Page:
No “one size fits all”

Funeral MusicThe other day when I was asked about what music I play for funerals, my first reaction was to say that no “one size fits all.” That is to say, that I try to fit the music to the person who has died. I ask how old the person was, and what type of faith experiences he or she may have had and what type of music he or she may have liked. I try to be sensitive to the desires of the deceased and what would be appropriate in the situation. I might play something very different for a child in contrast to someone who is old.

That said, there are pieces which I pull out frequently for funerals. I already wrote about “Vor deinen Thron,” the last work Bach wrote and allegedly dictated to his son-in-law on his deathbed. Check out my post “Music for the end,” in which I also mentioned the beloved Swedish hymn, Tryggare kan ingen vara (Children of the heavenly father) which I frequently play for Lutheran funerals.

My father died after a long and arduous battle with cancer, and so I chose to play a transcription of the sinfonia from Cantata 106, Gottes Zeit ist die allerbeste Zeit (God’s time is the best time), also called “Actus Tragicus.” That was also the same piece I played for my former high school music teacher, Regnal Hall, who died from Alzheimers.

Here is a performance by Cantus Cöln and Konrad Junghänel:

Seasonal music can also be appropriate. If someone died during Advent, I would pull out Bach’s Nun komm der Heiden Heiland (Savior of the nations, come). In fact, I wrote a whole post about using music for Advent for a memorial service, “Comfort, comfort ye my people.” Easter music is also particularly appropriate for any time of the year, and I have used Bach’s settings from the Orgelbüchlein on the Easter hymn, Christ lag in Todesbanden (Christ lay in bonds of death) and Heut triumphiret Gottes Sohn (Today triumphs God’s son) as postludes.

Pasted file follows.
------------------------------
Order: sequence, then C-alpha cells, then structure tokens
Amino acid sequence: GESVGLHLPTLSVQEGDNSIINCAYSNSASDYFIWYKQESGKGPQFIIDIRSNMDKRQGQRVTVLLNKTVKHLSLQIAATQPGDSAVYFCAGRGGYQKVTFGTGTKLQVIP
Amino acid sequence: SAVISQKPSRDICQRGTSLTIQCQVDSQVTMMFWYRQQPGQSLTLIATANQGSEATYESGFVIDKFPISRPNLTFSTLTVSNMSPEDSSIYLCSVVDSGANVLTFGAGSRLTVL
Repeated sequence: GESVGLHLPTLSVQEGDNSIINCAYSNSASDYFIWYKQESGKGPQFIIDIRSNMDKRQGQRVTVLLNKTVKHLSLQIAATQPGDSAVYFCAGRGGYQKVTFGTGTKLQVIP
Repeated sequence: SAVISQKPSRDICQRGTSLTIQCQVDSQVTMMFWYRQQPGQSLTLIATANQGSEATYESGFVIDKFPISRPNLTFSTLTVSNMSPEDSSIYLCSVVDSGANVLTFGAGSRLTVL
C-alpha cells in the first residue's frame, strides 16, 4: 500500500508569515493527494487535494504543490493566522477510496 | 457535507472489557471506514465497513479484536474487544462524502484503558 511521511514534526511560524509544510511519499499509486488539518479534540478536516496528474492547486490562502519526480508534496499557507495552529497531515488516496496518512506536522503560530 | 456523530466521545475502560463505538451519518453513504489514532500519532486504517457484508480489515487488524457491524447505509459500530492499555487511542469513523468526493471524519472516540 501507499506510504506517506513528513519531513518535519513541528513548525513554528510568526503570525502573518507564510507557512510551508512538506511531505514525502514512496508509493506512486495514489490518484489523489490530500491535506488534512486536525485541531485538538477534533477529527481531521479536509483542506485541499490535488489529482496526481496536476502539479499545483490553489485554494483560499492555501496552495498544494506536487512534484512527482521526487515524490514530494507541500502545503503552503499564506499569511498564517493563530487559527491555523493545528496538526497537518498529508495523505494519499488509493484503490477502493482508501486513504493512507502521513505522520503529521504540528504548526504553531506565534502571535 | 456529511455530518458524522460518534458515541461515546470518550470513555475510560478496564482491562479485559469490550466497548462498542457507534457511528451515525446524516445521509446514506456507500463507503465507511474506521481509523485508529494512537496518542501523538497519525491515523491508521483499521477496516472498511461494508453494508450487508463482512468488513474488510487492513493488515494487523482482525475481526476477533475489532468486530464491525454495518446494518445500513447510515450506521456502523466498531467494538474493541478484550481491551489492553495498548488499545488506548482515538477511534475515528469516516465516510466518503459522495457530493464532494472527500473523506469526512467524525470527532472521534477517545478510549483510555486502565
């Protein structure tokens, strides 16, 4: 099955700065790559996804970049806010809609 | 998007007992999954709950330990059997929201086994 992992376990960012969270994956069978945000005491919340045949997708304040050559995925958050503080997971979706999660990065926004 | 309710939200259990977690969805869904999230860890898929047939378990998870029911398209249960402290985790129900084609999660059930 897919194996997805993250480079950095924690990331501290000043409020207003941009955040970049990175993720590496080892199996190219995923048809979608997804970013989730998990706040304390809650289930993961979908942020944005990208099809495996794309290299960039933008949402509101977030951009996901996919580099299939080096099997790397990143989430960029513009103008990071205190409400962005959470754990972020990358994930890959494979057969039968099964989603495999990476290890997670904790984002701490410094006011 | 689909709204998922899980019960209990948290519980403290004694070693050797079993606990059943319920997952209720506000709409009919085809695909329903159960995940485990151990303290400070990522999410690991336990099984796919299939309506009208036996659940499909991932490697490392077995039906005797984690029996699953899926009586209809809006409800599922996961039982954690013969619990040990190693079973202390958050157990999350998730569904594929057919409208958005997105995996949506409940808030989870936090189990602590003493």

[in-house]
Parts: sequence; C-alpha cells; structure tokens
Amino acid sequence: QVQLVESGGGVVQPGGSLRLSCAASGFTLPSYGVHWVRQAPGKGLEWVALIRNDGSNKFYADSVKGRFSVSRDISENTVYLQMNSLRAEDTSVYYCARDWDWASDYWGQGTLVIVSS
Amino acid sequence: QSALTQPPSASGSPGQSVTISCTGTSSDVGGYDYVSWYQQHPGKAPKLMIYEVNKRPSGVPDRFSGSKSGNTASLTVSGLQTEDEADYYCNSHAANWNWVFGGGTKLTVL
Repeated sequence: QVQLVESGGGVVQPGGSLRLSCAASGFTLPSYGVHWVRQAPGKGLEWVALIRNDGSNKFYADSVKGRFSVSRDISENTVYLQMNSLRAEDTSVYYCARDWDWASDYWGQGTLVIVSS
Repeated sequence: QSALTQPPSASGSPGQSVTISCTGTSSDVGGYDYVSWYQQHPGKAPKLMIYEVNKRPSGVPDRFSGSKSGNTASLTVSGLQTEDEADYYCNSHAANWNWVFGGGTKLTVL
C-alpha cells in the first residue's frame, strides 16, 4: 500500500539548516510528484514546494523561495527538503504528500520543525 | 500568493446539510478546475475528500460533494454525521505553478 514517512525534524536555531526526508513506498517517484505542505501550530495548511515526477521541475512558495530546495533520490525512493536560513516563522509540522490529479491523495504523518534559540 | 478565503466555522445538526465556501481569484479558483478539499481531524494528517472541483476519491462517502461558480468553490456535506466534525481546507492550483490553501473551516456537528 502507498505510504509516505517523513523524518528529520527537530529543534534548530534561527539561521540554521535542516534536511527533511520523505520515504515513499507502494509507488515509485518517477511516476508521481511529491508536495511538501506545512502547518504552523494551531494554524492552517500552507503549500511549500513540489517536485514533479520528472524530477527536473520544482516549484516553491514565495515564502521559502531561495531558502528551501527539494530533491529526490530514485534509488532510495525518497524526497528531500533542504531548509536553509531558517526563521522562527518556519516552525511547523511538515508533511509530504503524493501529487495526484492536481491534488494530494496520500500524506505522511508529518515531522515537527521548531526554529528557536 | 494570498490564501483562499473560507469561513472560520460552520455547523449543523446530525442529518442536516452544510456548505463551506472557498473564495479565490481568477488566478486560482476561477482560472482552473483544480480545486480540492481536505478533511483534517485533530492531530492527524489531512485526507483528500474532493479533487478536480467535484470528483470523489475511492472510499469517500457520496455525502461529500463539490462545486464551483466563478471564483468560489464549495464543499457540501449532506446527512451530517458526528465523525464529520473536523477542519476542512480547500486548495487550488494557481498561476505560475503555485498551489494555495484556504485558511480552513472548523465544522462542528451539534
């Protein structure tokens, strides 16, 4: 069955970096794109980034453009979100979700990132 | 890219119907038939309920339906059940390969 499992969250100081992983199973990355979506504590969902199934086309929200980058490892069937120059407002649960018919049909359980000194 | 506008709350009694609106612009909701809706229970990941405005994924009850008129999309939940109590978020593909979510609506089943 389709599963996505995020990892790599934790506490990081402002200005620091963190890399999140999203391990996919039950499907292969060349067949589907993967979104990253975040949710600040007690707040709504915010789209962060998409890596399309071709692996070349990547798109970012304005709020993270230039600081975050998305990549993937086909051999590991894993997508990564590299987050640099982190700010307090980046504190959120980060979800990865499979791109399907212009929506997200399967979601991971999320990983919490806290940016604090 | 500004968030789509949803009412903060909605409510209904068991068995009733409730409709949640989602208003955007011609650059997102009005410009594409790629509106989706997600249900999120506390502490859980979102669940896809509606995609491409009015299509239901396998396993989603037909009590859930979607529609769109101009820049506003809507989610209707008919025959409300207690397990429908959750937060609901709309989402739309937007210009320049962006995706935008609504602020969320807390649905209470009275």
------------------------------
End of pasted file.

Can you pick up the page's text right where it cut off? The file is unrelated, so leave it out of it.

funeral candleBut I don’t just play the music of Bach. Depending upon the person’s church experiences, I can play settings of gospel music for the prelude, postlude and during communion. Dale Wood has a wonderful setting of How Great Thou Art, in fact, I have all his volumes of gospel preludes in the series, Softly and Tenderly, which include such titles as I need thee every hour; He leadeth me; Sweet hour of prayer; Just as I am; Savior like a shepherd lead us, The old rugged cross; Blessed assurance and much more. Dale Wood also has a collection of American folk hymn settings which I have frequently used for preludes and postludes at funerals.

I’ll never forget the time I was asked to play a funeral at Iolani School for a woman I didn’t know. The chaplain asked me to pick a hymn that was uplifting, so I chose Hymn 460 from the Episcopal Hymnal 1982, Alleluia! sing to Jesus! (tune: Hyfrydol)

Here is the text from the first verse:

Alleluia! sing to Jesus! his the scepter, his the throne; Alleluia! his the triumph, his the victory alone; Hark! the songs of peaceful Zion thunder like a mighty flood; Jesus out of every nation hath redeemed us by his blood.

I found out during the funeral that the victim was a hiker who got caught in a flash flood and whose body was retrieved from the Ala Wai Canal three days later. The words of that hymn were absolutely uncanny!

Oooh! gives me goosebumps just thinking about it.

About Katherine Crosier

In addition to playing the organ I am interested in documenting life's special moments through journaling, scrapbooking, photography and slideshow production. My family just groans.
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